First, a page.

It is a twisted state of affairs that George W. Bush's most avid surrogates are trying to make this election turn on the question of whether Lt. John Kerry was or was not in Cambodia on Christmas Eve 1968.
Having pretty much failed at their efforts to disprove the official U.S. Navy account of Kerry's valor in battle as skipper of a "Swift boat" patrolling the Mekong Delta, the veterans against Kerry have moved to discredit his more obscure claim—made a few times over the years, in interviews and Senate floor speeches—that, on Dec. 24, he took CIA or special ops forces across the border into Cambodia, even while Washington claimed no American troops were there.
Kerry first told this story publicly in an article published in the Boston Herald on Oct. 14, 1979, before he was a senator:
I remember Christmas Eve of 1968, five miles across the Cambodian border being shot at by our South Vietnamese allies who were drunk and celebrating Christmas.
He elaborated the tale on March 27, 1986, during a Senate debate over whether to aid the Nicaraguan contras:
I remember Christmas of 1968, sitting on a gunboat in Cambodia. I remember what it was like to be shot at by Vietnamese and Khmer Rouge and Cambodians and have the President of the United States telling the American people that I was not there, the troops were not in Cambodia. I have that memory which is seared—seared—in me.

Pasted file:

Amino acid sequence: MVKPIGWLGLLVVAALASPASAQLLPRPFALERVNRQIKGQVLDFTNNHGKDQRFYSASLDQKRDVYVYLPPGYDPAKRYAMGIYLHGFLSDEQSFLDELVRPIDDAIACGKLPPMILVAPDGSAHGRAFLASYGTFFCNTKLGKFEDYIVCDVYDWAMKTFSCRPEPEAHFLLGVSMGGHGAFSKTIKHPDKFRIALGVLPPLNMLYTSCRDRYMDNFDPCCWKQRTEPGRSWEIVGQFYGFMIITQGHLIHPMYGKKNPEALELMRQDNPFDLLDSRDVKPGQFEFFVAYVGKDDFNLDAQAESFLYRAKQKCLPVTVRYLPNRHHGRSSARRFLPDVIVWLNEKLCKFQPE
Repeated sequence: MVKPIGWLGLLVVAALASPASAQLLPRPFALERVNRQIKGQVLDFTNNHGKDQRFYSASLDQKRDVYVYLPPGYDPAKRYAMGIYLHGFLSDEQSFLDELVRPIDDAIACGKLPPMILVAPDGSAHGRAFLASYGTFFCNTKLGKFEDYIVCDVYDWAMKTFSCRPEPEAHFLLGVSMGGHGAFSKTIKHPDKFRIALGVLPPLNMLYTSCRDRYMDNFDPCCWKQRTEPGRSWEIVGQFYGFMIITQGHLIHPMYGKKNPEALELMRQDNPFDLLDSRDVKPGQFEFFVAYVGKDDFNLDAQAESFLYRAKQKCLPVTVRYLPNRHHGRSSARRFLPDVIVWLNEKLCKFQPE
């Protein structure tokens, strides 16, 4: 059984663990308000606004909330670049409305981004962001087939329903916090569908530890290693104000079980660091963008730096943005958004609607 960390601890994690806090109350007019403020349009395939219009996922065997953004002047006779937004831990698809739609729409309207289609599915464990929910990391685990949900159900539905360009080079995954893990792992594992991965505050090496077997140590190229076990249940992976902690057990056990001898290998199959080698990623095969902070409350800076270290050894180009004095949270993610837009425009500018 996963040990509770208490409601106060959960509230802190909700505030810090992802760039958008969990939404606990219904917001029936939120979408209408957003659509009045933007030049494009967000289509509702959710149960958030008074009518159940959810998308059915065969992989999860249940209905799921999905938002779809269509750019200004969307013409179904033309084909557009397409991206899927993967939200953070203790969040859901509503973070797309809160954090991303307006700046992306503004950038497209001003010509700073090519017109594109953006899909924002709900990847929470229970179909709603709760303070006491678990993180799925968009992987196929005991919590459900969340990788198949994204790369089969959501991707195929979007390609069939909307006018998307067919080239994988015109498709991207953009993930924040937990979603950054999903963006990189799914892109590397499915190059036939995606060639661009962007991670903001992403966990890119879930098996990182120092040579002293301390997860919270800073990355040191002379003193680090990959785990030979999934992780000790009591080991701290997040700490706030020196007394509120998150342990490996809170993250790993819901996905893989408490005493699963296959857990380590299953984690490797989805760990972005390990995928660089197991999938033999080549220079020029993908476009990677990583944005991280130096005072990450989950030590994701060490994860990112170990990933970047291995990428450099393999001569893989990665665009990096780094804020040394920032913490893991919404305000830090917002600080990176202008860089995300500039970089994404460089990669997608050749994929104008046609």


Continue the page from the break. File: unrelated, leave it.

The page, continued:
A more intriguing reference—now known as "the famous good-luck-hat story"—was made in a Washington Post profile, by Laura Blumenfeld, published on June 1, 2003:
There's a secret compartment in Kerry's briefcase. He carries the black attache everywhere. Asked about it on several occasions, Kerry brushed it aside. Finally, trapped in an interview, he exhaled and clicked open his case.
"Who told you?" he demanded as he reached inside. "My friends don't know about this."
The hat was a little mildewy. The green camouflage was fading, the seams fraying.
"My good luck hat," Kerry said, happy to see it. "Given to me by a CIA guy as we went in for a special mission in Cambodia."
But now some anti-Kerry veterans are saying he was never in Cambodia. John O'Neill, who has been dogging Kerry more than 30 years, told Matt Drudge that the senator's Christmas-in-Cambodia stories "are complete lies." As evidence, he cites Kerry's own wartime diary, as quoted in Douglas Brinkley's Tour of Duty: John Kerry and the Vietnam War. That book—according to Drudge's account of it—places Kerry in Sa Dec, 50 miles away from Cambodia, on Christmas Eve, and seemingly at peace. "Visions of sugarplums really do dance through your head," Kerry wrote in his diary that night, "and you think of stockings and snow and roast chestnuts and fires with birch logs and all that is good and warm and real."
That passage is on Page 219 of Brinkley's book. But O'Neill, Drudge, and the other sneerers choose to ignore the 10 preceding pages—the opening pages of a chapter called "Death in the Delta." On Christmas Eve 1968, Brinkley writes, Kerry and his crew: